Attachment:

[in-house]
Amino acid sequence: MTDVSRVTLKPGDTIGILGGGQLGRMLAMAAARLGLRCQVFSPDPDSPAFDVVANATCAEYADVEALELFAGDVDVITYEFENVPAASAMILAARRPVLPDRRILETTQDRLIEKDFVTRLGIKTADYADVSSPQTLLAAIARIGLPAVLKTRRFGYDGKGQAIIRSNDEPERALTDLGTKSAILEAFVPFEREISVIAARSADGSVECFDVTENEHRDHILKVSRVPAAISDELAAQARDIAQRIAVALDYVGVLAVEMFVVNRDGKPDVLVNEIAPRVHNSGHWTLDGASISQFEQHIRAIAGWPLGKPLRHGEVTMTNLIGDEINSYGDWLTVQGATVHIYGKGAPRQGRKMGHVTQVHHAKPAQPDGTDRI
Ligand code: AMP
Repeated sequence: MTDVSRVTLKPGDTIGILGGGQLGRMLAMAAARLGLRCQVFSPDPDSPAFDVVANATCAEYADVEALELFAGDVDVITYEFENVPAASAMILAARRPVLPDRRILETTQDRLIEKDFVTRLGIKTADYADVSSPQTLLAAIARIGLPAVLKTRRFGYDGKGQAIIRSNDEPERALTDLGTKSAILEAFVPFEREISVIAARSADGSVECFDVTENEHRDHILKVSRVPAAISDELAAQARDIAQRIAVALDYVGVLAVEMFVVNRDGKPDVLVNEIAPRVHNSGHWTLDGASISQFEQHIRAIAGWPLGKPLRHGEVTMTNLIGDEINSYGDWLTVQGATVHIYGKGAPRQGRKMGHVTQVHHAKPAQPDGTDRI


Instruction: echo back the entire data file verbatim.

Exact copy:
[in-house]
Amino acid sequence: MTDVSRVTLKPGDTIGILGGGQLGRMLAMAAARLGLRCQVFSPDPDSPAFDVVANATCAEYADVEALELFAGDVDVITYEFENVPAASAMILAARRPVLPDRRILETTQDRLIEKDFVTRLGIKTADYADVSSPQTLLAAIARIGLPAVLKTRRFGYDGKGQAIIRSNDEPERALTDLGTKSAILEAFVPFEREISVIAARSADGSVECFDVTENEHRDHILKVSRVPAAISDELAAQARDIAQRIAVALDYVGVLAVEMFVVNRDGKPDVLVNEIAPRVHNSGHWTLDGASISQFEQHIRAIAGWPLGKPLRHGEVTMTNLIGDEINSYGDWLTVQGATVHIYGKGAPRQGRKMGHVTQVHHAKPAQPDGTDRI
Ligand code: AMP
Repeated sequence: MTDVSRVTLKPGDTIGILGGGQLGRMLAMAAARLGLRCQVFSPDPDSPAFDVVANATCAEYADVEALELFAGDVDVITYEFENVPAASAMILAARRPVLPDRRILETTQDRLIEKDFVTRLGIKTADYADVSSPQTLLAAIARIGLPAVLKTRRFGYDGKGQAIIRSNDEPERALTDLGTKSAILEAFVPFEREISVIAARSADGSVECFDVTENEHRDHILKVSRVPAAISDELAAQARDIAQRIAVALDYVGVLAVEMFVVNRDGKPDVLVNEIAPRVHNSGHWTLDGASISQFEQHIRAIAGWPLGKPLRHGEVTMTNLIGDEINSYGDWLTVQGATVHIYGKGAPRQGRKMGHVTQVHHAKPAQPDGTDRI